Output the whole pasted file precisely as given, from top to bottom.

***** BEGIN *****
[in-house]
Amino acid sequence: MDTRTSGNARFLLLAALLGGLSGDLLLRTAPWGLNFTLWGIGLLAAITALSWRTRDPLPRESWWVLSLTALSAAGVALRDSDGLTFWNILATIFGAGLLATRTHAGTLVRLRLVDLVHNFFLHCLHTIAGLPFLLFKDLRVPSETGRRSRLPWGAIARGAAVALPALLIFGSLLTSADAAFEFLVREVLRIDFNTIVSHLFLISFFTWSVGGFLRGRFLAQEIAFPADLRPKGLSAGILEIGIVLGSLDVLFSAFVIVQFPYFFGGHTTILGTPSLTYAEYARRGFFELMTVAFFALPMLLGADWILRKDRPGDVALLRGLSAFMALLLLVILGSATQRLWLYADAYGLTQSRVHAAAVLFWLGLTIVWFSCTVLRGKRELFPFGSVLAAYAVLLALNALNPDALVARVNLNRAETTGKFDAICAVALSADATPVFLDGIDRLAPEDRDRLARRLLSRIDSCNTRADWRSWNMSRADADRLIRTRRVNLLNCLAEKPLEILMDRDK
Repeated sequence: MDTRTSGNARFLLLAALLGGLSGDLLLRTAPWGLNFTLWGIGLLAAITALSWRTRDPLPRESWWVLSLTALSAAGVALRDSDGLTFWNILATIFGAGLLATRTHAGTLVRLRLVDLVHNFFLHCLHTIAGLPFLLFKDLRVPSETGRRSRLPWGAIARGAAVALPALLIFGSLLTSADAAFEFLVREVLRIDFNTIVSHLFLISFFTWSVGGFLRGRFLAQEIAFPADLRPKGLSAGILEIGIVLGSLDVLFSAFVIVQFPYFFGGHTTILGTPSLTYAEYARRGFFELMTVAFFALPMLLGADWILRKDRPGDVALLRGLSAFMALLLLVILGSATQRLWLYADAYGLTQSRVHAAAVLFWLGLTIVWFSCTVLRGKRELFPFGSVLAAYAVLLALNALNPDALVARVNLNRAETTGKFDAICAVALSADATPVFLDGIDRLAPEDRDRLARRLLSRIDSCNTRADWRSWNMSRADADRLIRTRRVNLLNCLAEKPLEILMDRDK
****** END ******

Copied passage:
[in-house]
Amino acid sequence: MDTRTSGNARFLLLAALLGGLSGDLLLRTAPWGLNFTLWGIGLLAAITALSWRTRDPLPRESWWVLSLTALSAAGVALRDSDGLTFWNILATIFGAGLLATRTHAGTLVRLRLVDLVHNFFLHCLHTIAGLPFLLFKDLRVPSETGRRSRLPWGAIARGAAVALPALLIFGSLLTSADAAFEFLVREVLRIDFNTIVSHLFLISFFTWSVGGFLRGRFLAQEIAFPADLRPKGLSAGILEIGIVLGSLDVLFSAFVIVQFPYFFGGHTTILGTPSLTYAEYARRGFFELMTVAFFALPMLLGADWILRKDRPGDVALLRGLSAFMALLLLVILGSATQRLWLYADAYGLTQSRVHAAAVLFWLGLTIVWFSCTVLRGKRELFPFGSVLAAYAVLLALNALNPDALVARVNLNRAETTGKFDAICAVALSADATPVFLDGIDRLAPEDRDRLARRLLSRIDSCNTRADWRSWNMSRADADRLIRTRRVNLLNCLAEKPLEILMDRDK
Repeated sequence: MDTRTSGNARFLLLAALLGGLSGDLLLRTAPWGLNFTLWGIGLLAAITALSWRTRDPLPRESWWVLSLTALSAAGVALRDSDGLTFWNILATIFGAGLLATRTHAGTLVRLRLVDLVHNFFLHCLHTIAGLPFLLFKDLRVPSETGRRSRLPWGAIARGAAVALPALLIFGSLLTSADAAFEFLVREVLRIDFNTIVSHLFLISFFTWSVGGFLRGRFLAQEIAFPADLRPKGLSAGILEIGIVLGSLDVLFSAFVIVQFPYFFGGHTTILGTPSLTYAEYARRGFFELMTVAFFALPMLLGADWILRKDRPGDVALLRGLSAFMALLLLVILGSATQRLWLYADAYGLTQSRVHAAAVLFWLGLTIVWFSCTVLRGKRELFPFGSVLAAYAVLLALNALNPDALVARVNLNRAETTGKFDAICAVALSADATPVFLDGIDRLAPEDRDRLARRLLSRIDSCNTRADWRSWNMSRADADRLIRTRRVNLLNCLAEKPLEILMDRDK